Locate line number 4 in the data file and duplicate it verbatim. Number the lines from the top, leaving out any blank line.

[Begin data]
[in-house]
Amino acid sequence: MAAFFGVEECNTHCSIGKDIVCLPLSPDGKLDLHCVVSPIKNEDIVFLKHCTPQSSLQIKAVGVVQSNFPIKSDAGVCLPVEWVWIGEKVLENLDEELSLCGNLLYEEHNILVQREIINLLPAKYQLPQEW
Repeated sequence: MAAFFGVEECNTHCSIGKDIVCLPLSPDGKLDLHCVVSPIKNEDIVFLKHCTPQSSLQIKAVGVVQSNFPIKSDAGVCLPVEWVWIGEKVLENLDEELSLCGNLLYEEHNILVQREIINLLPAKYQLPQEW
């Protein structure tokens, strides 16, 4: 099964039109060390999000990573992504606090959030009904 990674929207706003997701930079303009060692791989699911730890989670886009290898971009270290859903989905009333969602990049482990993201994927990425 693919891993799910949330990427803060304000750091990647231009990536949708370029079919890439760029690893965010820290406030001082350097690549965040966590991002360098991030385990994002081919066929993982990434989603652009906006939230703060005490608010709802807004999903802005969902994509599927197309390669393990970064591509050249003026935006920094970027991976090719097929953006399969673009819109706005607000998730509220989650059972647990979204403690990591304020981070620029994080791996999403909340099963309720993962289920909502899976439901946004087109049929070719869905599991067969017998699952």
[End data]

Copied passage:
């Protein structure tokens, strides 16, 4: 099964039109060390999000990573992504606090959030009904 990674929207706003997701930079303009060692791989699911730890989670886009290898971009270290859903989905009333969602990049482990993201994927990425 693919891993799910949330990427803060304000750091990647231009990536949708370029079919890439760029690893965010820290406030001082350097690549965040966590991002360098991030385990994002081919066929993982990434989603652009906006939230703060005490608010709802807004999903802005969902994509599927197309390669393990970064591509050249003026935006920094970027991976090719097929953006399969673009819109706005607000998730509220989650059972647990979204403690990591304020981070620029994080791996999403909340099963309720993962289920909502899976439901946004087109049929070719869905599991067969017998699952």